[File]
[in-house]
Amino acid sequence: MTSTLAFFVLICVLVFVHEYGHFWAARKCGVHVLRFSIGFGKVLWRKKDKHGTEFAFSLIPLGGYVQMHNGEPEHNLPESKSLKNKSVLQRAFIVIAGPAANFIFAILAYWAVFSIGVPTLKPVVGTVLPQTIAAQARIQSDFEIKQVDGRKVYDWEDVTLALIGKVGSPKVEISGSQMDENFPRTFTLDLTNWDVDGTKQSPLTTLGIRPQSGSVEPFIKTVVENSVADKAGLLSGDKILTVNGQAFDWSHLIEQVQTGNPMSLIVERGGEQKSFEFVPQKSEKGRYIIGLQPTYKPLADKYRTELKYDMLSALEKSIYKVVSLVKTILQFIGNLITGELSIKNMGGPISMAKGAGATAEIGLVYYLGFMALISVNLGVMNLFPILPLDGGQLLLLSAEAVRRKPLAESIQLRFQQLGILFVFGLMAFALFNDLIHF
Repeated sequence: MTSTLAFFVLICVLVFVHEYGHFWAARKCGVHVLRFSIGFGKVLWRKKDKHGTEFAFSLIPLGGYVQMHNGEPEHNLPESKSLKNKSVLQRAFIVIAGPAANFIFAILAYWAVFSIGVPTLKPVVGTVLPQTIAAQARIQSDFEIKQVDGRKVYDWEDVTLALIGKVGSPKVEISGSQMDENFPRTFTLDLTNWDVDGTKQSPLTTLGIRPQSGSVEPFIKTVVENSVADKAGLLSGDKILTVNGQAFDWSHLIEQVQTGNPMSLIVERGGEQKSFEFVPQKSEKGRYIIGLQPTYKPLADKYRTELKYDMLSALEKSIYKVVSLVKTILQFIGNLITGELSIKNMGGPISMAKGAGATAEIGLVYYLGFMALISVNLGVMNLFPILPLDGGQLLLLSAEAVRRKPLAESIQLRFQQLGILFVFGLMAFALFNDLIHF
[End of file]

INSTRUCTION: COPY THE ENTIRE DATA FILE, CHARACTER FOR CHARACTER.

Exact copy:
[in-house]
Amino acid sequence: MTSTLAFFVLICVLVFVHEYGHFWAARKCGVHVLRFSIGFGKVLWRKKDKHGTEFAFSLIPLGGYVQMHNGEPEHNLPESKSLKNKSVLQRAFIVIAGPAANFIFAILAYWAVFSIGVPTLKPVVGTVLPQTIAAQARIQSDFEIKQVDGRKVYDWEDVTLALIGKVGSPKVEISGSQMDENFPRTFTLDLTNWDVDGTKQSPLTTLGIRPQSGSVEPFIKTVVENSVADKAGLLSGDKILTVNGQAFDWSHLIEQVQTGNPMSLIVERGGEQKSFEFVPQKSEKGRYIIGLQPTYKPLADKYRTELKYDMLSALEKSIYKVVSLVKTILQFIGNLITGELSIKNMGGPISMAKGAGATAEIGLVYYLGFMALISVNLGVMNLFPILPLDGGQLLLLSAEAVRRKPLAESIQLRFQQLGILFVFGLMAFALFNDLIHF
Repeated sequence: MTSTLAFFVLICVLVFVHEYGHFWAARKCGVHVLRFSIGFGKVLWRKKDKHGTEFAFSLIPLGGYVQMHNGEPEHNLPESKSLKNKSVLQRAFIVIAGPAANFIFAILAYWAVFSIGVPTLKPVVGTVLPQTIAAQARIQSDFEIKQVDGRKVYDWEDVTLALIGKVGSPKVEISGSQMDENFPRTFTLDLTNWDVDGTKQSPLTTLGIRPQSGSVEPFIKTVVENSVADKAGLLSGDKILTVNGQAFDWSHLIEQVQTGNPMSLIVERGGEQKSFEFVPQKSEKGRYIIGLQPTYKPLADKYRTELKYDMLSALEKSIYKVVSLVKTILQFIGNLITGELSIKNMGGPISMAKGAGATAEIGLVYYLGFMALISVNLGVMNLFPILPLDGGQLLLLSAEAVRRKPLAESIQLRFQQLGILFVFGLMAFALFNDLIHF